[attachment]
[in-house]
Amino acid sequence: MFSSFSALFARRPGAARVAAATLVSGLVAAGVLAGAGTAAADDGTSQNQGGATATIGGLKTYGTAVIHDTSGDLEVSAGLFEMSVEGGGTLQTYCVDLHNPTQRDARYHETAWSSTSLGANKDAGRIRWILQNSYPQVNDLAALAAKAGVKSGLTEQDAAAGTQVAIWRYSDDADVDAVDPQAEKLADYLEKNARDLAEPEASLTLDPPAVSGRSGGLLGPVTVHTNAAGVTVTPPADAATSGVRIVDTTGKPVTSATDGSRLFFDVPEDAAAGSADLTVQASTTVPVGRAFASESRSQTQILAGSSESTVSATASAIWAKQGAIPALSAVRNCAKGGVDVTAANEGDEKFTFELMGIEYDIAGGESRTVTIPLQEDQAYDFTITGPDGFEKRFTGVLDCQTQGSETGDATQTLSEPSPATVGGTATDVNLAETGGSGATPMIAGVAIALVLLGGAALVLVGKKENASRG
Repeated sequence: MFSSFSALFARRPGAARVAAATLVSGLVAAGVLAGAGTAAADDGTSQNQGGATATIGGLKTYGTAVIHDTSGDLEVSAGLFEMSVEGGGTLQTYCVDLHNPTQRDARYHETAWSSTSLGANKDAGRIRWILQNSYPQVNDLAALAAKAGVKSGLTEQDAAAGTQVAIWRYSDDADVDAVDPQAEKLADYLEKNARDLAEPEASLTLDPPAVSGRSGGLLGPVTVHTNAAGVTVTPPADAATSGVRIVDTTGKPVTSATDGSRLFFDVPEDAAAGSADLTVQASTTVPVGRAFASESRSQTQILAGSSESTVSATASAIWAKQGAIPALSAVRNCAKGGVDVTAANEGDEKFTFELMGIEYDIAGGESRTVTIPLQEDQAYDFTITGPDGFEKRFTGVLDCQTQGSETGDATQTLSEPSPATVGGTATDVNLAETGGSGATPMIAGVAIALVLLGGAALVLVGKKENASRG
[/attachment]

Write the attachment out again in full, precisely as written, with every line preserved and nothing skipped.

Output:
[in-house]
Amino acid sequence: MFSSFSALFARRPGAARVAAATLVSGLVAAGVLAGAGTAAADDGTSQNQGGATATIGGLKTYGTAVIHDTSGDLEVSAGLFEMSVEGGGTLQTYCVDLHNPTQRDARYHETAWSSTSLGANKDAGRIRWILQNSYPQVNDLAALAAKAGVKSGLTEQDAAAGTQVAIWRYSDDADVDAVDPQAEKLADYLEKNARDLAEPEASLTLDPPAVSGRSGGLLGPVTVHTNAAGVTVTPPADAATSGVRIVDTTGKPVTSATDGSRLFFDVPEDAAAGSADLTVQASTTVPVGRAFASESRSQTQILAGSSESTVSATASAIWAKQGAIPALSAVRNCAKGGVDVTAANEGDEKFTFELMGIEYDIAGGESRTVTIPLQEDQAYDFTITGPDGFEKRFTGVLDCQTQGSETGDATQTLSEPSPATVGGTATDVNLAETGGSGATPMIAGVAIALVLLGGAALVLVGKKENASRG
Repeated sequence: MFSSFSALFARRPGAARVAAATLVSGLVAAGVLAGAGTAAADDGTSQNQGGATATIGGLKTYGTAVIHDTSGDLEVSAGLFEMSVEGGGTLQTYCVDLHNPTQRDARYHETAWSSTSLGANKDAGRIRWILQNSYPQVNDLAALAAKAGVKSGLTEQDAAAGTQVAIWRYSDDADVDAVDPQAEKLADYLEKNARDLAEPEASLTLDPPAVSGRSGGLLGPVTVHTNAAGVTVTPPADAATSGVRIVDTTGKPVTSATDGSRLFFDVPEDAAAGSADLTVQASTTVPVGRAFASESRSQTQILAGSSESTVSATASAIWAKQGAIPALSAVRNCAKGGVDVTAANEGDEKFTFELMGIEYDIAGGESRTVTIPLQEDQAYDFTITGPDGFEKRFTGVLDCQTQGSETGDATQTLSEPSPATVGGTATDVNLAETGGSGATPMIAGVAIALVLLGGAALVLVGKKENASRG